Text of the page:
In 1974, I made a picture of the Illinois Central railroad station at Roosevelt Road. Although I didn't know it at the time, this was to be the first photograph in an ongoing series that has been my obsession ever since. The photo of this train station in mid-demolition seems to capture a crucial moment at the end of the industrial age in America. It shows the decline of the railroads in the second half of the 20th century with the newly constructed Standard Oil and Hancock buildings appearing in the background.
Since the moment I recorded that image, I have felt compelled to capture the last dying breaths of American industrial society. As we are being propelled into the 21st Century, we are demolishing or converting the remains of the industrial symbols. We have shifted from manufacturing to communicating and the buildings and symbols have continued to depict this change.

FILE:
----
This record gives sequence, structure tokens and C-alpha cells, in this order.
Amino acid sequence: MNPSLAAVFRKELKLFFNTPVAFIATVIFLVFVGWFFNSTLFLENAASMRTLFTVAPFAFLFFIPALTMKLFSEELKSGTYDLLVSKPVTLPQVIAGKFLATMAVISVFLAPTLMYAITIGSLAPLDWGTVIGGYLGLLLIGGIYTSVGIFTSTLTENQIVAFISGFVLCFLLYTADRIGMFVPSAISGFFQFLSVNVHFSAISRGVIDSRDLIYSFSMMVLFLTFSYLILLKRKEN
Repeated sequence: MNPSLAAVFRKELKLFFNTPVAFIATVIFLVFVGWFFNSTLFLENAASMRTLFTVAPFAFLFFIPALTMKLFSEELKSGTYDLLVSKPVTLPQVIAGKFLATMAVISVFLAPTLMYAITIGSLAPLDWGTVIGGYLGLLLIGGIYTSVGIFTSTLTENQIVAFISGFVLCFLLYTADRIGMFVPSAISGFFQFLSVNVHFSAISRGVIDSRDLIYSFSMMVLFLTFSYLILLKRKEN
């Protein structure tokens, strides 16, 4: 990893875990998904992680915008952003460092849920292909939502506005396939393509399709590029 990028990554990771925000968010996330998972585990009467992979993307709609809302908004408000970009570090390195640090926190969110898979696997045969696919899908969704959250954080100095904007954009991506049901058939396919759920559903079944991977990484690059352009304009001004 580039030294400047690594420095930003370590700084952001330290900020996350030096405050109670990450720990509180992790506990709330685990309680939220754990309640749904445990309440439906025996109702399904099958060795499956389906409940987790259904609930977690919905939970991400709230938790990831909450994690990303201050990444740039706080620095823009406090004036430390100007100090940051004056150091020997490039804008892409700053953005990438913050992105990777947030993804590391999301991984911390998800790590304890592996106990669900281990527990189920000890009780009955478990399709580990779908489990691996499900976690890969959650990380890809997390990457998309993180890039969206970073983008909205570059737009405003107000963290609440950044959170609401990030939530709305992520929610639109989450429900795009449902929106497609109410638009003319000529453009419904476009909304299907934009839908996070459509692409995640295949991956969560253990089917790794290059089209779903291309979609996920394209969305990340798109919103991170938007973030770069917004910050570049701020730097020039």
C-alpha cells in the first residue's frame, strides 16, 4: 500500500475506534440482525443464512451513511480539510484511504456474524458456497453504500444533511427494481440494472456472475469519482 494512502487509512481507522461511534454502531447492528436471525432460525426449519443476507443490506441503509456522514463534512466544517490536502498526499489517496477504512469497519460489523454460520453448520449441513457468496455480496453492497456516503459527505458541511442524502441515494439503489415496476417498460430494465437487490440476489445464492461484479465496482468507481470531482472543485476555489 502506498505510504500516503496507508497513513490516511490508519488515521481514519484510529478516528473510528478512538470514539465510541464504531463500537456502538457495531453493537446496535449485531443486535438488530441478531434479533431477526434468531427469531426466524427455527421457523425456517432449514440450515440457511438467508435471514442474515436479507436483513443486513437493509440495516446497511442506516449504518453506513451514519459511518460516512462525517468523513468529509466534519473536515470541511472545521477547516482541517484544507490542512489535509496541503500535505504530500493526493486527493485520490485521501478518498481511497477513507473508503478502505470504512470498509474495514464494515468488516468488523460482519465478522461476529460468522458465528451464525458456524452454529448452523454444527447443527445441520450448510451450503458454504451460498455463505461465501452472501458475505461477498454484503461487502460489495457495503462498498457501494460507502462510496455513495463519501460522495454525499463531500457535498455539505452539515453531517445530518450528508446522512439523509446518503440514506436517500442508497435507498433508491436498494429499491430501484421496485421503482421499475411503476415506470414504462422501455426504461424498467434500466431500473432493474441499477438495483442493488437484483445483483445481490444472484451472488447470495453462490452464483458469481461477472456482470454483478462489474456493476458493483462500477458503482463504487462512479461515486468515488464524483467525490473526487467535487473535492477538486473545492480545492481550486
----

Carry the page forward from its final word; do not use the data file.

Although some images seem to trap these moments of chan$e, to me a single image has always seemed inadequate. Each time I look, the city is different, constantly changing. It changes through natural movement of light and time and through human endeavor. I have always been fascinated with the transition itself and my sequential photographs represent my attempt to see and understand it.
After more than 22 years of photographing, I now view my work in the context of social documentary. It has always been a visual record of changes that occur around me in the urban landscape. Most of these images come from the transmutable canvas of architectural perspective. As architecture cannot exist without people, nor people without architecture, it is this symbiotic union that attracts me.
Release Date: August 4,2023
This photo is part of a decades long series documenting the changes in Chicago’s urban landscape. My hope is to preserve the memory of what was changing or disappearing.
The 666 Lounge sat proudly on State Street in Chicago’s South Loop area, a vestige of the old days when the neighborhood was a center of the printing industry. It eventually fell to the wrecking ball along with the Pacific Garden Mission its next door neighbor to the North to make way for a new public high school in the more upscale neighborhood.
666 Lounge, 1982